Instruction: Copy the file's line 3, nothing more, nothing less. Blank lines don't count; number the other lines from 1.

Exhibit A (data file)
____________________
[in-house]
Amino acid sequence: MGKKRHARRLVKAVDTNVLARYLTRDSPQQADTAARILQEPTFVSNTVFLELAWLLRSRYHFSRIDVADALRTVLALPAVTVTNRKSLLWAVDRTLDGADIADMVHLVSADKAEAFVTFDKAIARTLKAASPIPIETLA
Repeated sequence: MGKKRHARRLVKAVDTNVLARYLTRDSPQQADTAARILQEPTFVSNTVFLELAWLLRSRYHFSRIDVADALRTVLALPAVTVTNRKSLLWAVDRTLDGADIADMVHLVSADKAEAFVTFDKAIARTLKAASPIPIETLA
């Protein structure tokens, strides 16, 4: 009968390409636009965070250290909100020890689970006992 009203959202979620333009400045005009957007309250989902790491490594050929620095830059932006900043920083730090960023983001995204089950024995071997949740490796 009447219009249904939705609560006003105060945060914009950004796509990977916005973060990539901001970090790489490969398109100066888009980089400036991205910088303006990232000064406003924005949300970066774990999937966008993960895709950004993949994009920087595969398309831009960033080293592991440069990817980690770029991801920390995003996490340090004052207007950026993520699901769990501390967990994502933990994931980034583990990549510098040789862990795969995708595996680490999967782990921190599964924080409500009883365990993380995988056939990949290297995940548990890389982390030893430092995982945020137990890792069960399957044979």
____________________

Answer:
Repeated sequence: MGKKRHARRLVKAVDTNVLARYLTRDSPQQADTAARILQEPTFVSNTVFLELAWLLRSRYHFSRIDVADALRTVLALPAVTVTNRKSLLWAVDRTLDGADIADMVHLVSADKAEAFVTFDKAIARTLKAASPIPIETLA